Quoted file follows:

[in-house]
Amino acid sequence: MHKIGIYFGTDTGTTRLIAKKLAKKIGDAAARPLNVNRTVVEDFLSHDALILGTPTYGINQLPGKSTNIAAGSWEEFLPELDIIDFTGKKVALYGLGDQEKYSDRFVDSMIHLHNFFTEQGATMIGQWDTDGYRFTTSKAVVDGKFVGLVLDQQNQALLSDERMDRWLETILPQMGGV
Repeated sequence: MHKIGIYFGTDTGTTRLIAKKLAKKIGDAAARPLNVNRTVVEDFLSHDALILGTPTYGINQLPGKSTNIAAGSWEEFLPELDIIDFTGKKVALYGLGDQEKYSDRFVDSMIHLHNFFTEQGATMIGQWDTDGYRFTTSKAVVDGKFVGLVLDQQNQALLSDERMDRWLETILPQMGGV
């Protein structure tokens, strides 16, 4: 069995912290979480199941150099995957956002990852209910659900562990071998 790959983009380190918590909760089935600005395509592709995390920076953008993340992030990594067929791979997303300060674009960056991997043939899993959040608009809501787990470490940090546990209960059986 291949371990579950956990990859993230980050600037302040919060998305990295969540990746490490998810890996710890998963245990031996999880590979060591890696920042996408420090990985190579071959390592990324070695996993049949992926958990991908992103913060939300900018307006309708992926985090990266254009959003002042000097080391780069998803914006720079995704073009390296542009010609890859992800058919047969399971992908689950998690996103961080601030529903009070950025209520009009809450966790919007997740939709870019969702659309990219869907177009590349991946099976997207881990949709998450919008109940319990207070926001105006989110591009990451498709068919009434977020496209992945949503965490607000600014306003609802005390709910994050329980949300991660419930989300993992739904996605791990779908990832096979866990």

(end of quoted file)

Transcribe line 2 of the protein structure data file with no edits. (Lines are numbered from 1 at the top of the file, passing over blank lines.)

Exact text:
Amino acid sequence: MHKIGIYFGTDTGTTRLIAKKLAKKIGDAAARPLNVNRTVVEDFLSHDALILGTPTYGINQLPGKSTNIAAGSWEEFLPELDIIDFTGKKVALYGLGDQEKYSDRFVDSMIHLHNFFTEQGATMIGQWDTDGYRFTTSKAVVDGKFVGLVLDQQNQALLSDERMDRWLETILPQMGGV